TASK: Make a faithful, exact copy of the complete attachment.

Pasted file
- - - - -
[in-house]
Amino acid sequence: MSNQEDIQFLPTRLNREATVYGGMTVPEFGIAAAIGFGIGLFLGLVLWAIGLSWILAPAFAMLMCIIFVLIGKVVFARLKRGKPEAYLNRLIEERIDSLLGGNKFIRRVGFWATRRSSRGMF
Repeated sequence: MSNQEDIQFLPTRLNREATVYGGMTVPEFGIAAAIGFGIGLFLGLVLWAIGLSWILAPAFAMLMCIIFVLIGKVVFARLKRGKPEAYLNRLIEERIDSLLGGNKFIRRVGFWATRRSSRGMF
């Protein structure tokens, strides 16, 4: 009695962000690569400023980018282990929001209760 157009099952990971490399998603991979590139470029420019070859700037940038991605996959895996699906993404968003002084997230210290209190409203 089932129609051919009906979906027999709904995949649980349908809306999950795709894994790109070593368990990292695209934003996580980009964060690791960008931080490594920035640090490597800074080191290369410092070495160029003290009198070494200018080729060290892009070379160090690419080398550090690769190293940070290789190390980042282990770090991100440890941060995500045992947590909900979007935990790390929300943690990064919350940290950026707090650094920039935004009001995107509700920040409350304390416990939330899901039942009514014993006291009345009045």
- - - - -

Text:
[in-house]
Amino acid sequence: MSNQEDIQFLPTRLNREATVYGGMTVPEFGIAAAIGFGIGLFLGLVLWAIGLSWILAPAFAMLMCIIFVLIGKVVFARLKRGKPEAYLNRLIEERIDSLLGGNKFIRRVGFWATRRSSRGMF
Repeated sequence: MSNQEDIQFLPTRLNREATVYGGMTVPEFGIAAAIGFGIGLFLGLVLWAIGLSWILAPAFAMLMCIIFVLIGKVVFARLKRGKPEAYLNRLIEERIDSLLGGNKFIRRVGFWATRRSSRGMF
């Protein structure tokens, strides 16, 4: 009695962000690569400023980018282990929001209760 157009099952990971490399998603991979590139470029420019070859700037940038991605996959895996699906993404968003002084997230210290209190409203 089932129609051919009906979906027999709904995949649980349908809306999950795709894994790109070593368990990292695209934003996580980009964060690791960008931080490594920035640090490597800074080191290369410092070495160029003290009198070494200018080729060290892009070379160090690419080398550090690769190293940070290789190390980042282990770090991100440890941060995500045992947590909900979007935990790390929300943690990064919350940290950026707090650094920039935004009001995107509700920040409350304390416990939330899901039942009514014993006291009345009045």